Essay: “Left Behind”
South African writer Maxine Case made her first print appearance in the collection African Compass: New Writing from Southern Africa with the story “Homing Pigeons.” In 2007 her debut novel All We Have Left Unsaid won the Commonwealth Writers’ Prize for Best First Book, Africa region and was the joint winner of the Herman Charles Bosman Prize.
In 2010, after a fellowship at the University of Iowa’s International Writing Program (2009), Case spent three months in Pittsburgh as a City of Asylum/Pittsburgh guest writer-in-residence. She currently lives in New York City and is pursuing her master’s degree in Fine Arts via a fellowship from the New School University.
This month Sampsonia Way asked Case for some of her unpublished work. She responded with two essays, one of which is presented below.
“Left Behind” is a condensed memoir full of the observations, idiosyncrasies, and fears of an immigrant living in New York without a definite future. In Case’s clear, subtle voice, these characterizations transcend the “immigrant” and reach for the universal, yet remain deeply rooted in reality.
“Left Behind” is a Sampsonia Way Exclusive.
The sign above the table reads: “Free! Help yourself (smiley face).” On the table—battered, brown wood covered with a cheap white cloth of alternating matte and shiny stripes—a motley selection of possessions artfully arranged. The table is in the cavernous lobby of my West Harlem apartment building. At night the lobby has the faded glory of an abandoned ballroom; the overhead lights are dim and the pattern of the mosaic tiles is obscured by cracks and a patina of grime.
Since moving into the building in May, 2011, I’ve noticed many such displays, although the table is a first. The offered objects range from useful to junk; essential to nonessential. How do the owners decide what they take with them and what to leave behind? So far, the threat of bedbugs, and an upbringing that eschews collecting other people’s castoffs means that I have resisted appropriating anything for myself.
Still, the toaster gives me pause—the white Silex toaster thoughtfully placed in its box. I need a toaster; I currently toast bread in the oven. When I first moved here, I had more urgent needs than a toaster. I make do. The toaster remains in the lobby. The next time I pass, it is gone.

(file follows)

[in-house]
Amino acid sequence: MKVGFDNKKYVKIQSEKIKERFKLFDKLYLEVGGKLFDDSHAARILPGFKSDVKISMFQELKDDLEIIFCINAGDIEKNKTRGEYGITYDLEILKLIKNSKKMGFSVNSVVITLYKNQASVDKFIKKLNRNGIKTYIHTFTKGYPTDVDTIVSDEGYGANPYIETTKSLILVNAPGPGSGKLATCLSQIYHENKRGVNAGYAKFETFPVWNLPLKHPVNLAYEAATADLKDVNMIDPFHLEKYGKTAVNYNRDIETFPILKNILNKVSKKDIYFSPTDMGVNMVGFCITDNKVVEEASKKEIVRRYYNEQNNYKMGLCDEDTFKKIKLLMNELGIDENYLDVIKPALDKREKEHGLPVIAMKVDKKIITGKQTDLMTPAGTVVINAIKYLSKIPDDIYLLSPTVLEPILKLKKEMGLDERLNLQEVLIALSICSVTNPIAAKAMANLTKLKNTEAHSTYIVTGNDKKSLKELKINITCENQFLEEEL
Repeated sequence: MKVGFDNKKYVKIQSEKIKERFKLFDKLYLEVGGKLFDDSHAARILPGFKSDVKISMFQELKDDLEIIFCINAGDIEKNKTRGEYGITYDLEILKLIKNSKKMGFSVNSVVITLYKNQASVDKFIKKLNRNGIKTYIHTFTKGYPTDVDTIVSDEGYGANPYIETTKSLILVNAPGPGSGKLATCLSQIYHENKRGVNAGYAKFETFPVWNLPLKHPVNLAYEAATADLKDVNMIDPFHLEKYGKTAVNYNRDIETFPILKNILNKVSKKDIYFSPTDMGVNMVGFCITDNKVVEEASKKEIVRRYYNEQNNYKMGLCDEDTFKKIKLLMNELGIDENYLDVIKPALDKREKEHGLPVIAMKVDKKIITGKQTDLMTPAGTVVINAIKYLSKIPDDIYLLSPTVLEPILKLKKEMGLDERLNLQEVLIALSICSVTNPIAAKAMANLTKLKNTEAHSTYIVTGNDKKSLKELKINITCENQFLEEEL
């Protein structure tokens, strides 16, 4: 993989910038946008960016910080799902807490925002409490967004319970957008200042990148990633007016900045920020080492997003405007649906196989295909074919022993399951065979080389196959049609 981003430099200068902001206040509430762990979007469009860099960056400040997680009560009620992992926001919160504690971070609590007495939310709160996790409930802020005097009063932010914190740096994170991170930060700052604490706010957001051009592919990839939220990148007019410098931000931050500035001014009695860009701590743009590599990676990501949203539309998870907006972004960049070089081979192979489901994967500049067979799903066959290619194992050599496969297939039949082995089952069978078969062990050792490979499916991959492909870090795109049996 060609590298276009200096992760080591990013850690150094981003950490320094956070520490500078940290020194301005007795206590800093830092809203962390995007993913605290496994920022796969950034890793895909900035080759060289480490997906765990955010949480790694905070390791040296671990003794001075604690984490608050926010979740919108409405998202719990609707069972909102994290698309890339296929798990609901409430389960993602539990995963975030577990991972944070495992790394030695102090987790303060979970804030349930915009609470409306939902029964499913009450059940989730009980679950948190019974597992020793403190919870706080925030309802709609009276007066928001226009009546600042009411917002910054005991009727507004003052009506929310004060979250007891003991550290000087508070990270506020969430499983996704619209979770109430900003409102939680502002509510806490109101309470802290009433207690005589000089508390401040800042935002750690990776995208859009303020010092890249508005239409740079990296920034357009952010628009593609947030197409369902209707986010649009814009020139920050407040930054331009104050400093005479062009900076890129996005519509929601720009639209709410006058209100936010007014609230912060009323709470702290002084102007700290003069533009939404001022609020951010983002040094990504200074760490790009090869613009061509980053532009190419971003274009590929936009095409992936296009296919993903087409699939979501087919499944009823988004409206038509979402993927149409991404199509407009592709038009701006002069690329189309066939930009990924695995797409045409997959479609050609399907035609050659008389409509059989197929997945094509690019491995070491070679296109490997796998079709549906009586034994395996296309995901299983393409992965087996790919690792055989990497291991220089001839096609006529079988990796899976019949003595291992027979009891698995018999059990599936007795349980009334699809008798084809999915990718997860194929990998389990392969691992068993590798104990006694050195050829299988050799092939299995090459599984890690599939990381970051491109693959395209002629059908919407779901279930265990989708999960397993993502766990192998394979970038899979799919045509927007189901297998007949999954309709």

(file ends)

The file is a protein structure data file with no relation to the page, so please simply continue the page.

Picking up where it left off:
Likewise, the two vases from which spears of green foliage spill and wilt, draws my attention. The vases contain no water, so I guess that they are merely decorative; festooning the table as if for an uncommon dinner party. One of the vases is chipped, but the other is perfectly alright. I could use another vase, but still I resist. My one vase—a one dollar Goodwill purchase—currently holds a rooted peace lily salvaged from a fallen shoot at my previous apartment, which I shared with two housemates. When I first moved it here, it had one or two roots. Now its root system is profuse, crowding the base of the vase. Perhaps one day I will buy a pot and soil, thus freeing my vase for its original purpose, but for now, the lily remains in residential limbo.
Days pass and the items are slowly swooped up, watched only by a plaster of Paris angel, precariously perched on the ledge formed by the tops of our mailboxes. On either side of the angel, desiccated carnations stand stiffly in glass tumblers. I am not sure who empties and replaces the flowers or why they are there.
Soon, all that remain are a pair of backless men’s slippers, navy blue, size eleven or twelve—the material napped in places. They could not be described as gently worn. Who would possibly want to slide his bare feet into another man’s slippers? Why had the owner not thrown them away? And if he could not bring himself to throw them in the trash, why hadn’t he recycled them instead? After all, the recycling bins are directly opposite the table.
Until recently, a large black suitcase lived at the foot of my bed. It was less than a suitcase than a jumped up duffel bag with wheels. Usually, clothes tangled out of it, irritating me. The suitcase / duffel bag did not belong to me, but to my younger sister, who had been staying with me for a few months. She came to New York to visit, and soon began talking about finding a job, getting the proper visa and eventually moving into her own apartment. My sister was a hotshot economist in Johannesburg, earning a fat banker’s salary before she quit her job. In New York she was just another would-be immigrant and American banks were not hiring. She left a few days before her visitor’s visa expired, her American dream come to naught.
I wonder whether my own return will echo hers at the end of May when my fellowship ends and my visa expires. I love my life in New York and too have begun to talk about staying. This building is one populated largely by immigrants from other cities or towns in America and different parts of the world. Like my sister and I, many of my neighbors are from Africa—a continent where resources are so strained that it would be unthinkable to throw away a pair of still-good slippers, just like I agonize about throwing away food. Some of us manage to stay, but the frequent displays in the lobby are a silent testimony that all too often, most of us do not.